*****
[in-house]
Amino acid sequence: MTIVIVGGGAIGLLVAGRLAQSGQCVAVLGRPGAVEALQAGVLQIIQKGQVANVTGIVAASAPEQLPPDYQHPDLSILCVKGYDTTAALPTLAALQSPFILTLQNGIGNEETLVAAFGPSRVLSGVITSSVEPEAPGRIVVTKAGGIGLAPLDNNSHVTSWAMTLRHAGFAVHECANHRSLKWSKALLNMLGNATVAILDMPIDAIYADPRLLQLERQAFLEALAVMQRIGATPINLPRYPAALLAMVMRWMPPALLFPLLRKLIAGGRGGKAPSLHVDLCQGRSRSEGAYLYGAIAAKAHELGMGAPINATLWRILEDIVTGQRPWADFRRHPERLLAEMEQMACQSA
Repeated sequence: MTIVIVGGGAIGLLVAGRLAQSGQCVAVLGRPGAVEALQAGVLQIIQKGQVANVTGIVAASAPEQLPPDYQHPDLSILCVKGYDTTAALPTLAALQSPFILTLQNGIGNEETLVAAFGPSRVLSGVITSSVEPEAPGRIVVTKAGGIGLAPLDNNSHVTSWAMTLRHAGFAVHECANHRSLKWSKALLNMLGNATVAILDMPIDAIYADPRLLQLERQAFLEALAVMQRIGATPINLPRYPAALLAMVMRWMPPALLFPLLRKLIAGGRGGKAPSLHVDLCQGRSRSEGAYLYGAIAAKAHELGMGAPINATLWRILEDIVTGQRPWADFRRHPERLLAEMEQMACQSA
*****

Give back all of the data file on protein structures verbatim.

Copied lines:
[in-house]
Amino acid sequence: MTIVIVGGGAIGLLVAGRLAQSGQCVAVLGRPGAVEALQAGVLQIIQKGQVANVTGIVAASAPEQLPPDYQHPDLSILCVKGYDTTAALPTLAALQSPFILTLQNGIGNEETLVAAFGPSRVLSGVITSSVEPEAPGRIVVTKAGGIGLAPLDNNSHVTSWAMTLRHAGFAVHECANHRSLKWSKALLNMLGNATVAILDMPIDAIYADPRLLQLERQAFLEALAVMQRIGATPINLPRYPAALLAMVMRWMPPALLFPLLRKLIAGGRGGKAPSLHVDLCQGRSRSEGAYLYGAIAAKAHELGMGAPINATLWRILEDIVTGQRPWADFRRHPERLLAEMEQMACQSA
Repeated sequence: MTIVIVGGGAIGLLVAGRLAQSGQCVAVLGRPGAVEALQAGVLQIIQKGQVANVTGIVAASAPEQLPPDYQHPDLSILCVKGYDTTAALPTLAALQSPFILTLQNGIGNEETLVAAFGPSRVLSGVITSSVEPEAPGRIVVTKAGGIGLAPLDNNSHVTSWAMTLRHAGFAVHECANHRSLKWSKALLNMLGNATVAILDMPIDAIYADPRLLQLERQAFLEALAVMQRIGATPINLPRYPAALLAMVMRWMPPALLFPLLRKLIAGGRGGKAPSLHVDLCQGRSRSEGAYLYGAIAAKAHELGMGAPINATLWRILEDIVTGQRPWADFRRHPERLLAEMEQMACQSA